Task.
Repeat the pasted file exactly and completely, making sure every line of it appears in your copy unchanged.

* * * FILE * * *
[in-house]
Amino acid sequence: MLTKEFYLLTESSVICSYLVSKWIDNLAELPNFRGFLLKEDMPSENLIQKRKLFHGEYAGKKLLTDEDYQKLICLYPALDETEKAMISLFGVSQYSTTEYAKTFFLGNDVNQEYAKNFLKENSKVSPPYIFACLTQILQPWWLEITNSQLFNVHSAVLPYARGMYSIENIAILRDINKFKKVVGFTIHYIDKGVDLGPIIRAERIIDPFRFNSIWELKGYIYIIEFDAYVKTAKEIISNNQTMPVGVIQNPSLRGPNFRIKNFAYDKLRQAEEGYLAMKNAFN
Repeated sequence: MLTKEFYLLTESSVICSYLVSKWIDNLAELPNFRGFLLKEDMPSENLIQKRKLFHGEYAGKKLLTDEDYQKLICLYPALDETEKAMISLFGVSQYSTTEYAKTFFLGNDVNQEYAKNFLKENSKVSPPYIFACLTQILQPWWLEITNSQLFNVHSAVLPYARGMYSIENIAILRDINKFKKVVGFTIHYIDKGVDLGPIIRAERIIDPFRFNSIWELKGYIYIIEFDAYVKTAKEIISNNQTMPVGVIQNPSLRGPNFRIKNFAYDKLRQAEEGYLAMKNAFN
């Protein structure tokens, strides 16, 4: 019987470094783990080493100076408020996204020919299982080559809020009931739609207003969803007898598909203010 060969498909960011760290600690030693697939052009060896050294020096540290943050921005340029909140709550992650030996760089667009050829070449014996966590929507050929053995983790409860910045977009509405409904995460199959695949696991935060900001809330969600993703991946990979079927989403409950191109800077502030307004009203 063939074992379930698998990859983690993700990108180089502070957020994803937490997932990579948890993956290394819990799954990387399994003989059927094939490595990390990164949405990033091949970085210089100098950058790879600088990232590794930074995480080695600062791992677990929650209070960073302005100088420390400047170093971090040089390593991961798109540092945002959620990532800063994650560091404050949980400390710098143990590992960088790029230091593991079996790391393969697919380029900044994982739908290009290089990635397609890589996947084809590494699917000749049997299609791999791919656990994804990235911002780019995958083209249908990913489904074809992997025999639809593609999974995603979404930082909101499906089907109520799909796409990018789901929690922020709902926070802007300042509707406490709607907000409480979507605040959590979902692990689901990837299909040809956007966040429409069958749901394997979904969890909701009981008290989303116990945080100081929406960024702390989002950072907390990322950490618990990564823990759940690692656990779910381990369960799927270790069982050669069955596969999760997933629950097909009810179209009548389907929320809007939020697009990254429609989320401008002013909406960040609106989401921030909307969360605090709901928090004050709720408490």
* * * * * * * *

[in-house]
Amino acid sequence: MLTKEFYLLTESSVICSYLVSKWIDNLAELPNFRGFLLKEDMPSENLIQKRKLFHGEYAGKKLLTDEDYQKLICLYPALDETEKAMISLFGVSQYSTTEYAKTFFLGNDVNQEYAKNFLKENSKVSPPYIFACLTQILQPWWLEITNSQLFNVHSAVLPYARGMYSIENIAILRDINKFKKVVGFTIHYIDKGVDLGPIIRAERIIDPFRFNSIWELKGYIYIIEFDAYVKTAKEIISNNQTMPVGVIQNPSLRGPNFRIKNFAYDKLRQAEEGYLAMKNAFN
Repeated sequence: MLTKEFYLLTESSVICSYLVSKWIDNLAELPNFRGFLLKEDMPSENLIQKRKLFHGEYAGKKLLTDEDYQKLICLYPALDETEKAMISLFGVSQYSTTEYAKTFFLGNDVNQEYAKNFLKENSKVSPPYIFACLTQILQPWWLEITNSQLFNVHSAVLPYARGMYSIENIAILRDINKFKKVVGFTIHYIDKGVDLGPIIRAERIIDPFRFNSIWELKGYIYIIEFDAYVKTAKEIISNNQTMPVGVIQNPSLRGPNFRIKNFAYDKLRQAEEGYLAMKNAFN
């Protein structure tokens, strides 16, 4: 019987470094783990080493100076408020996204020919299982080559809020009931739609207003969803007898598909203010 060969498909960011760290600690030693697939052009060896050294020096540290943050921005340029909140709550992650030996760089667009050829070449014996966590929507050929053995983790409860910045977009509405409904995460199959695949696991935060900001809330969600993703991946990979079927989403409950191109800077502030307004009203 063939074992379930698998990859983690993700990108180089502070957020994803937490997932990579948890993956290394819990799954990387399994003989059927094939490595990390990164949405990033091949970085210089100098950058790879600088990232590794930074995480080695600062791992677990929650209070960073302005100088420390400047170093971090040089390593991961798109540092945002959620990532800063994650560091404050949980400390710098143990590992960088790029230091593991079996790391393969697919380029900044994982739908290009290089990635397609890589996947084809590494699917000749049997299609791999791919656990994804990235911002780019995958083209249908990913489904074809992997025999639809593609999974995603979404930082909101499906089907109520799909796409990018789901929690922020709902926070802007300042509707406490709607907000409480979507605040959590979902692990689901990837299909040809956007966040429409069958749901394997979904969890909701009981008290989303116990945080100081929406960024702390989002950072907390990322950490618990990564823990759940690692656990779910381990369960799927270790069982050669069955596969999760997933629950097909009810179209009548389907929320809007939020697009990254429609989320401008002013909406960040609106989401921030909307969360605090709901928090004050709720408490």